It is not just understanding and agreeing with a set of doctrines (the head knowledge) but also the will/heart that trusts and places confidence in these truths - faith (Heb 11:1) - that causes one to be adopted into God's family.

This post was a followup to one on essentials and unity a few days ago.

Wednesday, December 9, 2009

What is Essential?

One of my favorite theology blogs Parchment and Pen has done a series of posts on trying to identify and get people to think about the essentials on Christianity. The goal is for people to rethink when unity should be broken or more importantly when it should not. The theme is the popular quote:

“In Essentials, unity. In non-essentials, liberty. In all things, charity.”

This is certainly a principle made in Ephesians 4:3 that tells us to

Make every effort to keep the unity of the Spirit through the bond of peace.

Last year Michael posted a test, which I recommend you take - it will make you think and that is a good thing.

Today his blog entry groups several doctrines into various "buckets" based on essentiality.
  • Essential for Salvation
  • Historic Orthodoxy
  • Traditional Orthodoxy
  • Denominational Orthodoxy
  • Important but not essential
  • Not Important
  • Speculation

As I wrestle through this task I found Michael's wise suggestion of 4 criteria to consider helpful - primarily this boiled down to 1) is the doctrine clearly taught as central in Scripture and 2) is the doctrine something believed as central universally and historically by the church.

I understand what he is driving at on that second point as Augustine used this principle in identifying the canon of Scripture as laid out in "On Christian Doctrine" Book 2, Chapter 8:

Now, in regard to the canonical Scriptures, he must follow the judgment of the greater number of catholic churches; and among these, of course, a high place must be given to such as have been thought worthy to be the seat of an apostle and to receive epistles. Accordingly, among the canonical Scriptures he will judge according to the following standard: to prefer those that are received by all the catholic churches to those which some do not receive. Among those, again, which are not received by all, he will prefer such as have the sanction of the greater number and those of greater authority, to such as are held by the smaller number and those of less authority. If, however, he shall find that some books are held by the greater number of churches, and others by the churches of greater authority (though this is not a very likely thing to happen), I think that in such a case the authority on the two sides is to be looked upon as equal.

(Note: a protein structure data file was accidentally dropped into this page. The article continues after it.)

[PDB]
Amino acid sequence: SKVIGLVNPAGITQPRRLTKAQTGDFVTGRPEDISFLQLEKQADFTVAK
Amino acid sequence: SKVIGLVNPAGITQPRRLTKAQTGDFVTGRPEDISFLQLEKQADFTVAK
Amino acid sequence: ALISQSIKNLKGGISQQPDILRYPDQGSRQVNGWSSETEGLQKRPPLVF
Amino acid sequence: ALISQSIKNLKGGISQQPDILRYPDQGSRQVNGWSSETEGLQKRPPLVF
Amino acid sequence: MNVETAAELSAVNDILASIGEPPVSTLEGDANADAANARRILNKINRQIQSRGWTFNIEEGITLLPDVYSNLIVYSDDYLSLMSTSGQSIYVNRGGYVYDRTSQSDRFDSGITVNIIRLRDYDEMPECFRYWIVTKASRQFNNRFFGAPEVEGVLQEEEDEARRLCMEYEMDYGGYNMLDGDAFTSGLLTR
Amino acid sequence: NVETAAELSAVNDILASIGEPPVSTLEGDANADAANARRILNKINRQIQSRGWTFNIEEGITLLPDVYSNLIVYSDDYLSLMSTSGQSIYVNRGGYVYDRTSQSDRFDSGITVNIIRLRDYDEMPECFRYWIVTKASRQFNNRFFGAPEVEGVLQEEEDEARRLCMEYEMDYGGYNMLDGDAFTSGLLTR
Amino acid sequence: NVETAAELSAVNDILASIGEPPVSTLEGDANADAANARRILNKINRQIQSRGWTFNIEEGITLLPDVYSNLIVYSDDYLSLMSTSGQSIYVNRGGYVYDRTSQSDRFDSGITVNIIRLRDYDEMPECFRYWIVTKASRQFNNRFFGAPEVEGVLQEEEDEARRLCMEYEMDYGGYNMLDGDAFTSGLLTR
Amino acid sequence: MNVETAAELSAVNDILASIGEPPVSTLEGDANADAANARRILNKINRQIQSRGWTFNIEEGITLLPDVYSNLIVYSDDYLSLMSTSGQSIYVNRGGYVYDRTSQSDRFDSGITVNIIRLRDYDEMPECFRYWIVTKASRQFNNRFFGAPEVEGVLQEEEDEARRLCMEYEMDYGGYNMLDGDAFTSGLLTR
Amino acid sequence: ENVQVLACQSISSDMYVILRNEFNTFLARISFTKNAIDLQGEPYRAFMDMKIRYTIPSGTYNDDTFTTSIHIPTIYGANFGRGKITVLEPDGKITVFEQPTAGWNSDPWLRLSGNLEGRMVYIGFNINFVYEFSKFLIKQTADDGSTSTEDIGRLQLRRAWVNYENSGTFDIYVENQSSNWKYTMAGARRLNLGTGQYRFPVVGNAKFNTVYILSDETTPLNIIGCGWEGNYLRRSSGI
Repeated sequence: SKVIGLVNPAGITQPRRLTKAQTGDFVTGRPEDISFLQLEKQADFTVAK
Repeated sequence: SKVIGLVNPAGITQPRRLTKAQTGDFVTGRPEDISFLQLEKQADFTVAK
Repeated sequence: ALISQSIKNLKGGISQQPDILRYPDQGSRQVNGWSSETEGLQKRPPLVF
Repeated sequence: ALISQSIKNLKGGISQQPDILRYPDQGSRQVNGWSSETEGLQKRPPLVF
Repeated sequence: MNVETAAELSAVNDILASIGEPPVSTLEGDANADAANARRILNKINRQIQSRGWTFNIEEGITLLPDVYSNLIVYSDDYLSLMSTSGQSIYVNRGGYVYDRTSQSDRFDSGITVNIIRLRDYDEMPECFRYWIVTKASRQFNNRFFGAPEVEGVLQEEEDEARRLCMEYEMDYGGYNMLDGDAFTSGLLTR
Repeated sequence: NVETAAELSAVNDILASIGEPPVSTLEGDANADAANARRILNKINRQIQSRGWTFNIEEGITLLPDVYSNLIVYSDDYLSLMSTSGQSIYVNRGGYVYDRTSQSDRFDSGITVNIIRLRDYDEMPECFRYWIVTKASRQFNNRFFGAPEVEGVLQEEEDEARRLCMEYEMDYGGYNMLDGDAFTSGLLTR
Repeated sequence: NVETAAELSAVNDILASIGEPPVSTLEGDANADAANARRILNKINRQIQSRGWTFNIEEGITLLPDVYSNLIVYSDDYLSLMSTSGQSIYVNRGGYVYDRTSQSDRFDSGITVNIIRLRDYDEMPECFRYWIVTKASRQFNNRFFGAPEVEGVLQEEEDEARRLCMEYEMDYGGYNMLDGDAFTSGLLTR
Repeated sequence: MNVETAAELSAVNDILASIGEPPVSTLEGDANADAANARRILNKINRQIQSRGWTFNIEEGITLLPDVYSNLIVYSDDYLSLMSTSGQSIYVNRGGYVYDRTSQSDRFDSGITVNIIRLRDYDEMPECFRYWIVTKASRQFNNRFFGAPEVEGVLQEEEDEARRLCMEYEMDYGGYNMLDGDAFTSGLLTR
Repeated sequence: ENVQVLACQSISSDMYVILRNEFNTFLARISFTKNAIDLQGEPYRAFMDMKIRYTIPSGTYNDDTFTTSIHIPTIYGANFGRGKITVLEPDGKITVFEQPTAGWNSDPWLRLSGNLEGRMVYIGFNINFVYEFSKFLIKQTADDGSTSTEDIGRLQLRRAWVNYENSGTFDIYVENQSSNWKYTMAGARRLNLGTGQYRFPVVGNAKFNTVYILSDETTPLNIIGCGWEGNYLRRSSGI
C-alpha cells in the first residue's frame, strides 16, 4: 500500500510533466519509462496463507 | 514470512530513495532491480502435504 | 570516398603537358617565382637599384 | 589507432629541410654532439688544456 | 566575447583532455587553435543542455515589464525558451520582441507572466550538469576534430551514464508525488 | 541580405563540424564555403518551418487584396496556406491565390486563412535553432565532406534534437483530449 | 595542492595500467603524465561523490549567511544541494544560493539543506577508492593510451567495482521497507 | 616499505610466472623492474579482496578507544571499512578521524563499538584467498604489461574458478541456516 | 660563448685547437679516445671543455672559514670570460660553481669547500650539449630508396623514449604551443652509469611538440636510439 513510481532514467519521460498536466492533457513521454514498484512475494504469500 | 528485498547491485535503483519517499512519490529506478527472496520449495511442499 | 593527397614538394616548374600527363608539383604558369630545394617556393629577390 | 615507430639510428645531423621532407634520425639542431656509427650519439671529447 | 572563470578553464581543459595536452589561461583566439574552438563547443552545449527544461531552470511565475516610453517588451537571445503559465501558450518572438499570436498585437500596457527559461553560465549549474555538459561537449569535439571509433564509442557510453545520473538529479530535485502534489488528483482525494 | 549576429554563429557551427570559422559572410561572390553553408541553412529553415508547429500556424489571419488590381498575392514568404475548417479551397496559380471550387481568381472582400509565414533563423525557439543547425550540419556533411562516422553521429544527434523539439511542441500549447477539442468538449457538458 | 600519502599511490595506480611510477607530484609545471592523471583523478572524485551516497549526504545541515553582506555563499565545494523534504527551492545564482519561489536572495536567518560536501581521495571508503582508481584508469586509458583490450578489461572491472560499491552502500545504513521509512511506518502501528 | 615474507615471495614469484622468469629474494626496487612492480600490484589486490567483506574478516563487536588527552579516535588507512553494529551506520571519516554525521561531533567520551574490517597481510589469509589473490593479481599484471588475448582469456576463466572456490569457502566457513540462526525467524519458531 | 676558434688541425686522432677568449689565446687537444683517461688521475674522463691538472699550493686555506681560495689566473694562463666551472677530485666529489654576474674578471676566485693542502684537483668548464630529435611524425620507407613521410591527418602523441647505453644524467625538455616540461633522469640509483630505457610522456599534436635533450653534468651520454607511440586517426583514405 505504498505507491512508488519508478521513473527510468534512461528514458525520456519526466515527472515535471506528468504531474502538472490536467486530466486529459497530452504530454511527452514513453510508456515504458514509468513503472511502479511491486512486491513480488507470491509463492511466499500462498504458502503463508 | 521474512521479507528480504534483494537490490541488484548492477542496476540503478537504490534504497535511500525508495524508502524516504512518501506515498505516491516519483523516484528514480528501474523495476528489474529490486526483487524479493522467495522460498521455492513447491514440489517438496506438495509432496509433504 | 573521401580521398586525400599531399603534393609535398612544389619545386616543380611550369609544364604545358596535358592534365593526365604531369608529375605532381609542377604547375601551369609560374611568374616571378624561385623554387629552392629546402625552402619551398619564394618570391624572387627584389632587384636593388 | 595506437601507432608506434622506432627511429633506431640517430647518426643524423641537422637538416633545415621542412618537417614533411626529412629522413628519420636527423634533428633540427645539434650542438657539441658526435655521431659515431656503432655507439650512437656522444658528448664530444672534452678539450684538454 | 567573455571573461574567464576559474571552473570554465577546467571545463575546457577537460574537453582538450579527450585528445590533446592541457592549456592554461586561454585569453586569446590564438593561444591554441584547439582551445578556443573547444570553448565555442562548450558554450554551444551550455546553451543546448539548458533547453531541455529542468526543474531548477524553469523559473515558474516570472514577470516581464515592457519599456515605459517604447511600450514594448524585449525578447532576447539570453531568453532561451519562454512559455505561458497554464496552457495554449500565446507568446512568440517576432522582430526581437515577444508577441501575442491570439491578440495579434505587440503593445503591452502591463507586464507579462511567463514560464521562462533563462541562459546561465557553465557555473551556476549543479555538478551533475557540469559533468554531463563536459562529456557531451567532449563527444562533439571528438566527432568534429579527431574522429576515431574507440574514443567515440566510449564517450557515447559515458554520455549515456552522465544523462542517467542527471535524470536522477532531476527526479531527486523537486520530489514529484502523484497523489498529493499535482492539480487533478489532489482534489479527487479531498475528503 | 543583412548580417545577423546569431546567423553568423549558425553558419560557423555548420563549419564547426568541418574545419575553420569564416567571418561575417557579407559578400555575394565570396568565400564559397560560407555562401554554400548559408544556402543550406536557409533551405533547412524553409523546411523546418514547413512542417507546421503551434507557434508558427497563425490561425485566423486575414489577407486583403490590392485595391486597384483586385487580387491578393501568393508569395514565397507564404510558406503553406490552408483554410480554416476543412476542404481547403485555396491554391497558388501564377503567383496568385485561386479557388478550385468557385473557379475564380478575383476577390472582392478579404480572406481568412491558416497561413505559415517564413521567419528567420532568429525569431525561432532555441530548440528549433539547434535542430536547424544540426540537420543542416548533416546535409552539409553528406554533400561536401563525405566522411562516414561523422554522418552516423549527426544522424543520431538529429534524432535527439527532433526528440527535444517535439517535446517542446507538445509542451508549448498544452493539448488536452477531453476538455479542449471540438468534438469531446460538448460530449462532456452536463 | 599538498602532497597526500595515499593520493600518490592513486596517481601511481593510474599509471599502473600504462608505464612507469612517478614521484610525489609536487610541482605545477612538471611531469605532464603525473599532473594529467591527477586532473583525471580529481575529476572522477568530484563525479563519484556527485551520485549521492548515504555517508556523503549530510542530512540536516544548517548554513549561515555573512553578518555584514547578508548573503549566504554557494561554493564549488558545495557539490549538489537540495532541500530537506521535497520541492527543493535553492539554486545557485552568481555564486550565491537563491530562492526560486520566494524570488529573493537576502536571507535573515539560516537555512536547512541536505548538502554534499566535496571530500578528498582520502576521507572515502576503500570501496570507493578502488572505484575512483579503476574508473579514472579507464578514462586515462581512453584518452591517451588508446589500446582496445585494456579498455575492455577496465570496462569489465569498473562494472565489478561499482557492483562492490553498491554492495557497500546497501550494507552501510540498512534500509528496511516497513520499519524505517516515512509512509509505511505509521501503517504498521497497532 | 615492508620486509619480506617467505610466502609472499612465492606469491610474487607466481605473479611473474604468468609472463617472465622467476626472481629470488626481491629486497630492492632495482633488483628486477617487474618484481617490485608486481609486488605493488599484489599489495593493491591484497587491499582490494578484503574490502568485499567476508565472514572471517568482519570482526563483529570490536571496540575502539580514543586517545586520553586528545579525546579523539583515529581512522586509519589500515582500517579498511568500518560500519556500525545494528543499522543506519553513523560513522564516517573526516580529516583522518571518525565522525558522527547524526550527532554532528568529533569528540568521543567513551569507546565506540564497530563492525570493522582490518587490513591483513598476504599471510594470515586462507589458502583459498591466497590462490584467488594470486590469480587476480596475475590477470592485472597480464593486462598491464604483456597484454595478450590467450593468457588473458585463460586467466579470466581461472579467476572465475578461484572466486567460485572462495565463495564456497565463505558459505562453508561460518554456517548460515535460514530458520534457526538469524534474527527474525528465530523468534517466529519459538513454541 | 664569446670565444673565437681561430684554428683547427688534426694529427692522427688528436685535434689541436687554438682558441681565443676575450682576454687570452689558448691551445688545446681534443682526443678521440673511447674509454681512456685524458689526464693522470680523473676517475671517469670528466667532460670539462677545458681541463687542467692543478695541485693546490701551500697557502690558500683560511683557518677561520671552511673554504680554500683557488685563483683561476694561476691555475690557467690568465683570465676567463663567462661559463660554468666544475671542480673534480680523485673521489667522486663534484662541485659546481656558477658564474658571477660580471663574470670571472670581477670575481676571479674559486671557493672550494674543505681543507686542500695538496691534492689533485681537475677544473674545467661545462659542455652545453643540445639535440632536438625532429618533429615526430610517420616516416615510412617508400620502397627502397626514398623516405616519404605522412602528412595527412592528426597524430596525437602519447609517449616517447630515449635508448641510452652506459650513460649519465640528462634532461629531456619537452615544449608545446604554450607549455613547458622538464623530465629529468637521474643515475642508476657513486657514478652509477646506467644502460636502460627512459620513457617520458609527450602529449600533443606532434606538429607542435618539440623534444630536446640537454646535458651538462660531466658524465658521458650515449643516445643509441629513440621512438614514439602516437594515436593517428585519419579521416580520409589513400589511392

The idea here would be that when in doubt about the interpretation and essentiality of a doctrine consider "the judgment of the greater number of catholic churches" - here catholic means universal and not Roman Catholic. Using this approach is why the book 1st Clement is not part of the NT Canon - some held that it should be but apparently not the greater number or more authoritative churches.

The historical orthodoxy bucket is clarified as being "what has been believed by the historic Christian church for the last two thousand years, no matter what tradition" as well as it being held as a central belief. In the blog the later date priority of Matthew over Mark, and the authorship of Matthew and 2 Peter are not placed in this group even though they were believed by the historic Christian church because they are not considered central doctrines. In my mind this bucket can become subjective since it is not whether a doctrine can be shown as universally held historically that puts it in the bucket but also whether it was considered a central part of the message of Christianity as well. So is the date priority of Mark worth breaking unity over - no, but it was historically held. I agree that what is historically important should influence our thinking and for me the major creeds jump to the front as candidates for centrally held historic doctrines. If the doctrine was part of a creed it was likely central to the Christian church.